Geophysical Fluid Dynamics Group, Machine VP
Research School of Earth Sciences
Fluid Dynamics of Terrestrial Mantle Plumes
This project involves the numerical simulation of terrestrial mantle plumes and their interaction with both the crust and lithosphere of the Earth. Mantle plumes are essentially large masses (~600 km in radius) of thermally buoyant rock in the Earth's mantle. When plumes reach the surface of the earth, they begin to melt and the resulting magma migrates to the surface. In the ocean basins, mantle plumes are known to be the source of such features as the Hawaiian and Bermuda Islands which are the result of large outpourings of lava onto the ocean floor. When a mantle plume rises beneath a continent, however, these large outpourings of lava are known as continental flood basalts. Examples of continental flood basalts are the Deccan Traps of India and the Columbia River Basalts of the American Pacific Northwest.
What are the basic questions addressed?
What are the timing, lateral extent, and volume of melting when a mantle plume reaches the continental lithosphere? How do these correlate with surface uplift and gravity? How are they affected by low viscosities in the plume itself and by a low viscosity channel which feeds hot material to the plume from near the Earth's outer core? Does the chemically distinct continental lithosphere melt and if so under what conditions?
What are the results to date and the future of the work?
The code is now operational and has been altered to work in a cylindrical axisymmetric geometry. Also, after major effort, a 2D adaptive regridding algorithm has been developed in order to better resolve fine-scale structure in the solutions. A variety of preconditioning algorithms were tried in order to the improve the performance of the element-by-element iterative algorithm used to solve for velocity and pressure in the presence of large viscosity contrasts. It appears that preconditioners more sophisticated than simple diagonal preconditioning are not vastly superior. More likely, some form of multigridding is required. Also, an incremental batch melting scheme has been implemented for both mantle-like material and eclogite. Some first order results from using this code have been:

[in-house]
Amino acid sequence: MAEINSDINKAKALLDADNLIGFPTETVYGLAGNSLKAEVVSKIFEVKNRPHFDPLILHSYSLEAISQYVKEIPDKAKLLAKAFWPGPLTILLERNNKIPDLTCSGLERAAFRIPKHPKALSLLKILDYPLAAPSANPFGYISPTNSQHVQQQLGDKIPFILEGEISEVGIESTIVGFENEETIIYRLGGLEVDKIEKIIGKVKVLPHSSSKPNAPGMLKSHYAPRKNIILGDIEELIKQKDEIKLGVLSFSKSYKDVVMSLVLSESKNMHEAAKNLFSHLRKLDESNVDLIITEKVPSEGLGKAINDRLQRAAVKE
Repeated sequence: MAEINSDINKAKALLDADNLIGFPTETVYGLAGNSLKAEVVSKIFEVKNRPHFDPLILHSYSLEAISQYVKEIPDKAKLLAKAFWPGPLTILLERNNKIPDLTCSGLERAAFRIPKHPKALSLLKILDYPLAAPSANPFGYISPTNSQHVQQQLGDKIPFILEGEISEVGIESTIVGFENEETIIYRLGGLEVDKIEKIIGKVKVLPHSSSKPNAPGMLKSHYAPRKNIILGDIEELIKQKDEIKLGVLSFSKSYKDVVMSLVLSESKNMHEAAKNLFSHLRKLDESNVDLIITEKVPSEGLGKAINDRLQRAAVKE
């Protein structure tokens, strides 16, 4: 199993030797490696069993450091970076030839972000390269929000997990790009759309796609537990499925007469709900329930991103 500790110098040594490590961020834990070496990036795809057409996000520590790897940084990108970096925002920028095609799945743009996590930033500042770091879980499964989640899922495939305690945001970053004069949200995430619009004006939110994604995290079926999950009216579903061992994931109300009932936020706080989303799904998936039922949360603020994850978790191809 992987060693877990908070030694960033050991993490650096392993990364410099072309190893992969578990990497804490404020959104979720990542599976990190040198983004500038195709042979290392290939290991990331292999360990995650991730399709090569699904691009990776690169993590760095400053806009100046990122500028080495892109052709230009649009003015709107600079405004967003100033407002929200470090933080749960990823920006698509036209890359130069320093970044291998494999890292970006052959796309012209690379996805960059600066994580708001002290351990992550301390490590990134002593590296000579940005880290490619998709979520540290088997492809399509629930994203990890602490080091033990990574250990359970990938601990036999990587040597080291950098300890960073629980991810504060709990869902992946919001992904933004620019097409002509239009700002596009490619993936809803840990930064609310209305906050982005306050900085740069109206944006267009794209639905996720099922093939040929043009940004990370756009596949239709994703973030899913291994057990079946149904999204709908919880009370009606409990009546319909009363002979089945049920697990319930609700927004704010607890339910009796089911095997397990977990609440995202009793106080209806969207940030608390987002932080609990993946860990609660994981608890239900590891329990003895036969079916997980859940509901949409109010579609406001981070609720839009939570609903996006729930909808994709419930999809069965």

(1) melting of a plume head composed solely of mantle material is extremely difficult if the plume rises beneath old (150 Ma) lithosphere. This is largely due to the fact that plume head temperature anomalies are relatively modest and the stiff lithosphere causes the plume head to stagnate at a depth below its solidus. When melting does occur, insufficient amounts are generated and over a time period much too long to be in agreement with observations.
(2) a plume head composed of 10% pure eclogite can generate reasonable volumes of melt but it appears that melting occurs over too long a time period as well. It may be that some other structural control (i.e. variations in lithosphere thickness, the presence of a plume tail) may be required to match all observations.
What computational techniques are used and why is a supercomputer required?
Convective motions of the solid earth are modelled using finite element techniques on an unstructured mesh. The mesh is adaptive and responds to changes in the solution with time. New grid parameters are determined using the superconvergent patch recovery method. Remeshing is performed using a 2D version of the advancing front method developed by workers in the aerospace industry. All systems of equations are solved using iterative conjugate gradient solvers which are highly vectorized due to our use of the element-by-element method of data storage. A supercomputer is required because large spatial resolutions are required to adequately resolve strong gradients in viscosity, temperature, composition and strain rate. The small spatial scales for the finite element mesh also require a large number of time steps.